Sure, we’re all familiar with the classy, flashy gold receiver of the Henry Golden Boy and Big Boys. Beautiful they are; practical they are not. Enter stage left the new-for-2015 Henry Big Boy Steel, with the same quality and features of the original polished brass version but made of steel for the practical use of modern hunters.
Big Boy Steel basics
Henry Big Boy Steel, ready for the hunt. These guns are meant for heavy use. (Photo: Kristin Alberts)
The new Big Boy Steel lever-gun is available in three caliber configurations: .44Mag/.44Spl, .357/.38Spl, and .45 Long Colt. Its tubular magazine is capable of holding 10 rounds. With its 20” round barrel and 1:38.5” twist rate, 37.5” overall length and 14.25” LOP, the Big Boy Steel weighs in at a respectable 7 pounds.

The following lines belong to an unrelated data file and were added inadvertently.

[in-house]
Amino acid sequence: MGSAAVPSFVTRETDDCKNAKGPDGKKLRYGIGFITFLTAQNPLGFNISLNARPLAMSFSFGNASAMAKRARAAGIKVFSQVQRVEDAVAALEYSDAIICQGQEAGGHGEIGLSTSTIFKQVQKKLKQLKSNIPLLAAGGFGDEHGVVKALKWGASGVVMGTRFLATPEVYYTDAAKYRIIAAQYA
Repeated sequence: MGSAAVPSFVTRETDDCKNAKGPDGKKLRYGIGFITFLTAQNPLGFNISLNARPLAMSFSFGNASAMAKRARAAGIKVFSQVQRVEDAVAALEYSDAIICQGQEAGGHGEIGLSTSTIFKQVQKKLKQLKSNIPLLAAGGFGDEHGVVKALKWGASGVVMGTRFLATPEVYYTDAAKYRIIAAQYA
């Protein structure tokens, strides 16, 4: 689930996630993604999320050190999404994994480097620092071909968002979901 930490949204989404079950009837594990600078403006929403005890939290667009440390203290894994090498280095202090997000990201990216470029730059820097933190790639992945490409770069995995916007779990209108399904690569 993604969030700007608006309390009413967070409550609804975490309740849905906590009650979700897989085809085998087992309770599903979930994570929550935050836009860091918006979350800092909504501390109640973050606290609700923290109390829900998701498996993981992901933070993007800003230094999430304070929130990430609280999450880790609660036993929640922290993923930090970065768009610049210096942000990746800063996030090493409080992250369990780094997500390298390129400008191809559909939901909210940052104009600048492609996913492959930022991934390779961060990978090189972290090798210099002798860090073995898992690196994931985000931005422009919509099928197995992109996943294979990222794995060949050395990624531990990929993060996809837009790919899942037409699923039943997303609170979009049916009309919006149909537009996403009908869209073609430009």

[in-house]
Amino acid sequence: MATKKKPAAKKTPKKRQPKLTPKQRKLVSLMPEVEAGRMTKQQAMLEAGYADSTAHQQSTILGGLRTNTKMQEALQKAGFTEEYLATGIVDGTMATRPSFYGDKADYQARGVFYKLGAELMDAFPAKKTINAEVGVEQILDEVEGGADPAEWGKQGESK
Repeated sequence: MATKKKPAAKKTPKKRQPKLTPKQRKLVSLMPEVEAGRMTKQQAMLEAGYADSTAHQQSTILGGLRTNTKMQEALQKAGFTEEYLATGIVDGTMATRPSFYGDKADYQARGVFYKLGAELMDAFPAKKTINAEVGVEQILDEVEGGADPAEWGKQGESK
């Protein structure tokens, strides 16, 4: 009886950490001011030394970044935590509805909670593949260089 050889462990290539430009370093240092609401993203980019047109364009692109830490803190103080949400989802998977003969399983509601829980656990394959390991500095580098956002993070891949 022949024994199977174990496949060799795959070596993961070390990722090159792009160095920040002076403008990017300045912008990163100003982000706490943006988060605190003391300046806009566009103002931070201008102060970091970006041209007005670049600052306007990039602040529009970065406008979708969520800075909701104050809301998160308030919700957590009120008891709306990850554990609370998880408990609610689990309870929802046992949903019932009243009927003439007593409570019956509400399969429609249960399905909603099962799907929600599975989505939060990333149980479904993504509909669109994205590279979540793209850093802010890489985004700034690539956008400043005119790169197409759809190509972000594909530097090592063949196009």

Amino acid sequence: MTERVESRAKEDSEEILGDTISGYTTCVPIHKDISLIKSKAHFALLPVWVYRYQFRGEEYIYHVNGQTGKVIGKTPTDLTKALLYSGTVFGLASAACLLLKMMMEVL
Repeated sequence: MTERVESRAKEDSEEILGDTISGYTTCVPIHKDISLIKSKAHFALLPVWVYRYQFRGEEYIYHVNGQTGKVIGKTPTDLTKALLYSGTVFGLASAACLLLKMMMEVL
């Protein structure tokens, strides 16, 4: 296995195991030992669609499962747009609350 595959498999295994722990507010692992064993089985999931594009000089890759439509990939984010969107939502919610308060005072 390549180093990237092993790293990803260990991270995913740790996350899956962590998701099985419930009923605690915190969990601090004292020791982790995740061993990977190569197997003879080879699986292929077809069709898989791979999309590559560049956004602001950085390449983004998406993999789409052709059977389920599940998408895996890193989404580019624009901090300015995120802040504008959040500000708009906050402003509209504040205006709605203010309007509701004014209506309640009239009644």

There’s an adjustable Marbles semi-buckhorn rear sight with white diamond inserts and a brass bead front sight. The Big Boy Steel comes drilled and tapped for simple scope mounting with bases available through Henry. It’s important to note that scope mounting does not require removal of the rear sight.
Detail of Big Boy Steel matte black receiver and American Walnut furniture. (Photo: Kristin Alberts)
The major improvement towards practicality is obviously the steel receiver, stronger and more resilient than the original Big Boy’s brass alloy receiver. The brass barrel band on the original Big Boy has been replaced here with a steel end cap. Likewise, the buttstock is fitted with a recoil-reducing soft rubber pad instead of the polished brass buttplate. In a further move to functionality, the Steel comes with sling swivels and checkering for improved grip in the field.
Test ammo: Winchester Silvertips, Hornady Critical Defense and Hornady LeveRevoltution in .45 Long Colt. (Photo: Kristin Alberts)
Henry’s Big Boy Steel line caters to straight-walled cartridge hunting laws in Ohio, Indiana, southern Michigan, and pending in other locations.
Regardless of location though, the Big Boy Steel is a utilitarian brush gun, truck gun, deer gun, cowboy target abuser. By their lever-nature, all Big Boys are lefty-friendly.